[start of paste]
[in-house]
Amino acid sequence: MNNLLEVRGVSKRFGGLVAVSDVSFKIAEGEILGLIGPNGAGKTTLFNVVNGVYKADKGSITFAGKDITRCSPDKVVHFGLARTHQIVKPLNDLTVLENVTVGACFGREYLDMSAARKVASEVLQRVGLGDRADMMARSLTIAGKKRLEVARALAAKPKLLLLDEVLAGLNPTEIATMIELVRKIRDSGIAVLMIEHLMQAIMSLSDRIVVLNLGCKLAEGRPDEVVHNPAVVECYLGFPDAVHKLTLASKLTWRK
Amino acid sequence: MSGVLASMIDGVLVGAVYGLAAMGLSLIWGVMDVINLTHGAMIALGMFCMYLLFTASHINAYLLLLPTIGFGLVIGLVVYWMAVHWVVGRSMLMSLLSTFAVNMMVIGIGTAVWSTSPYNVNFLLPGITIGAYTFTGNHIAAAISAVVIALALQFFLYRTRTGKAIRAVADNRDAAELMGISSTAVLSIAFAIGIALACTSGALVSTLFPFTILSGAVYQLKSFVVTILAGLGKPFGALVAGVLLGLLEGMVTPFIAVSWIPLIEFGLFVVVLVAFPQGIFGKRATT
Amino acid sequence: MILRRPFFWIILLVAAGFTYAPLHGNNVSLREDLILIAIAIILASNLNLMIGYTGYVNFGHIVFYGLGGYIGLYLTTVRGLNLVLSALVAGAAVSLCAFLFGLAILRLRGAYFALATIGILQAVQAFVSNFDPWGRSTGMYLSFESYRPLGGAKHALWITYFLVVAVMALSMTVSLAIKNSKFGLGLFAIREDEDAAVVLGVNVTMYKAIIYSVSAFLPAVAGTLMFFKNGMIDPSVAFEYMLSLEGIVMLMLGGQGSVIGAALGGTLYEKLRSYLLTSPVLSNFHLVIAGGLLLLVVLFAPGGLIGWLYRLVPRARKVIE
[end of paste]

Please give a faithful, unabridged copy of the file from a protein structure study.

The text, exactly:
[in-house]
Amino acid sequence: MNNLLEVRGVSKRFGGLVAVSDVSFKIAEGEILGLIGPNGAGKTTLFNVVNGVYKADKGSITFAGKDITRCSPDKVVHFGLARTHQIVKPLNDLTVLENVTVGACFGREYLDMSAARKVASEVLQRVGLGDRADMMARSLTIAGKKRLEVARALAAKPKLLLLDEVLAGLNPTEIATMIELVRKIRDSGIAVLMIEHLMQAIMSLSDRIVVLNLGCKLAEGRPDEVVHNPAVVECYLGFPDAVHKLTLASKLTWRK
Amino acid sequence: MSGVLASMIDGVLVGAVYGLAAMGLSLIWGVMDVINLTHGAMIALGMFCMYLLFTASHINAYLLLLPTIGFGLVIGLVVYWMAVHWVVGRSMLMSLLSTFAVNMMVIGIGTAVWSTSPYNVNFLLPGITIGAYTFTGNHIAAAISAVVIALALQFFLYRTRTGKAIRAVADNRDAAELMGISSTAVLSIAFAIGIALACTSGALVSTLFPFTILSGAVYQLKSFVVTILAGLGKPFGALVAGVLLGLLEGMVTPFIAVSWIPLIEFGLFVVVLVAFPQGIFGKRATT
Amino acid sequence: MILRRPFFWIILLVAAGFTYAPLHGNNVSLREDLILIAIAIILASNLNLMIGYTGYVNFGHIVFYGLGGYIGLYLTTVRGLNLVLSALVAGAAVSLCAFLFGLAILRLRGAYFALATIGILQAVQAFVSNFDPWGRSTGMYLSFESYRPLGGAKHALWITYFLVVAVMALSMTVSLAIKNSKFGLGLFAIREDEDAAVVLGVNVTMYKAIIYSVSAFLPAVAGTLMFFKNGMIDPSVAFEYMLSLEGIVMLMLGGQGSVIGAALGGTLYEKLRSYLLTSPVLSNFHLVIAGGLLLLVVLFAPGGLIGWLYRLVPRARKVIE